Measured at 500 mm ahead of pivot (V)
365 kg
803 lb
Boom breakout forceMeasured at pivot (Y)
886 kgf
1949 lbf
Measured at 500 mm ahead of pivot (Z)
618 kgf
1360 lbf
Bucket rollback force capacityAt ground-level line (ZZ)
972 kgf
2138 lbf
Clearance at full height - bucket dumped (C)1667 mm
66 in.
Dump angle, degrees (E)36 degree (angle)
Rollback angle, degrees (G)34 degree (angle)
 

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Rykymus,
I'm about 90% through one of my landscaping projects with only the back 3/4 acre remaining. That projects completed using an 1023E included moving 100 tons of loam. 60 tons of gravel, 4 tons of paving stones, the complete seeding, fertilizing and growth of 1/2 acre of new lawn, removal of a 60' x 20' ridge along with the trees and rock to go with it. I also totally re-built and landscaped my neighbors side yard and that resulted in a new lawn, block patio, horse shoe pits and fire pit.

And I moved my 16' x 10' shed, installed 70' of picket fence, 100' of 6' privacy fence, 120' of retaining wall using 2x12x16 PT and 4" posts which also included a shelf for my attachments`.

I did all of this using my 1023e and the following;


1023e (4K less than 1025R)
JD 120R Loader and bucket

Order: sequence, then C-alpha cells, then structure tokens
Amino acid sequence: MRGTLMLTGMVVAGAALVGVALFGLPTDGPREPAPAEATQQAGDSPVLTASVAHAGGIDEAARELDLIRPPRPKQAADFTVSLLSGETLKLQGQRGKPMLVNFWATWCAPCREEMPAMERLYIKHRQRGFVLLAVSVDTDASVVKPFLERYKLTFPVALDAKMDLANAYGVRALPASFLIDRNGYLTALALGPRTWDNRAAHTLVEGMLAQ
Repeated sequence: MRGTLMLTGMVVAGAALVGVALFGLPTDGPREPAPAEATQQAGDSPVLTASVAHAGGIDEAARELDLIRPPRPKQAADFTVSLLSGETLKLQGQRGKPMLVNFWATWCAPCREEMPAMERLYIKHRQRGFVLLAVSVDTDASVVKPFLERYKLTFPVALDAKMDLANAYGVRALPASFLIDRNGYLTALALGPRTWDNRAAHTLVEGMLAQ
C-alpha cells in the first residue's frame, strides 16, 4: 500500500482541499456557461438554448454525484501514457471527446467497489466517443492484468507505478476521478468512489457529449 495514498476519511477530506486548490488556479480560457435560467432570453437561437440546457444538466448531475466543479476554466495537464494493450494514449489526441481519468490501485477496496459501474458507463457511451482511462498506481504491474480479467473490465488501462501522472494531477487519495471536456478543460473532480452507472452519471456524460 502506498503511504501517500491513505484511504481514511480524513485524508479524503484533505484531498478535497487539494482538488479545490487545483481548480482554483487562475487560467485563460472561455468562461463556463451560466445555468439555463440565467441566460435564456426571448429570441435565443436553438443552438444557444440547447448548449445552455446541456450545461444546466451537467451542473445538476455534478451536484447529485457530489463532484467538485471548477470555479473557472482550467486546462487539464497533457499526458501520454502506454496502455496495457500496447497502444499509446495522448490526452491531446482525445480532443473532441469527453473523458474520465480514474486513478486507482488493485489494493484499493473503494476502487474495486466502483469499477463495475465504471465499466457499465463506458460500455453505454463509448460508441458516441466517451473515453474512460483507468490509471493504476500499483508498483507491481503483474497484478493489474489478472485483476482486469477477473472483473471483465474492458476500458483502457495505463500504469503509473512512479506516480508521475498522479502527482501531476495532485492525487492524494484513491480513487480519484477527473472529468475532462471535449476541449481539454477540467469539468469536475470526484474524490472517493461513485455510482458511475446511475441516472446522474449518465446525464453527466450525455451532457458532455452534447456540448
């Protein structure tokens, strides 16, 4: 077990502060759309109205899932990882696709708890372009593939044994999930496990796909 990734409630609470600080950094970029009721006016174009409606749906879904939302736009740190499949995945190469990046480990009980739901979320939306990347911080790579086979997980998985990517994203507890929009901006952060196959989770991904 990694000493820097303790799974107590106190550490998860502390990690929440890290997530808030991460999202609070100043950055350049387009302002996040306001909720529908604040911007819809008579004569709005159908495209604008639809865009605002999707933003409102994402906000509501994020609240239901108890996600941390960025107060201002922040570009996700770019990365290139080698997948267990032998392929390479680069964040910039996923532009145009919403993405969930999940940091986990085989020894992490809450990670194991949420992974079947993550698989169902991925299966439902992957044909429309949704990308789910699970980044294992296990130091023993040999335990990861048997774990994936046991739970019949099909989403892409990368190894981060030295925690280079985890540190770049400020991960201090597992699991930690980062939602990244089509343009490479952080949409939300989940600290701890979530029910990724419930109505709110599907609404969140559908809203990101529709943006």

Heavy Hitch Toothbar
JD Ballast box
Aerator
Frontier Box Blade
Countyline Post hole digger (SOLD)
5' Rake
Pine needle rake
54" MMM w/ JD
Chains
1 very comfortable 2" suspension cushion Grammer seat
Stump bucket
Grapple
JD 3rd SCV - highly recommended

It seems to be SOP on this site for everyone to suggest bigger tractors and attachments you'll only use once. The biggest problem with that is it's not their budget, not their money, and not their tractor.

You don't need a larger tractor, and you don't need "special" attachments to do a wonderful job of landscaping. All you need is what I've listed above to begin with. You may need something else in the future, but I would advise NOT spending that money unless you have to. 1 acre is a piece of cake for any 1 series tractor regardless of what you need done.
It seems to be SOP on this site for everyone to suggest bigger tractors and attachments you'll only use once. The biggest problem with that is it's not their budget, not their money, and not their tractor.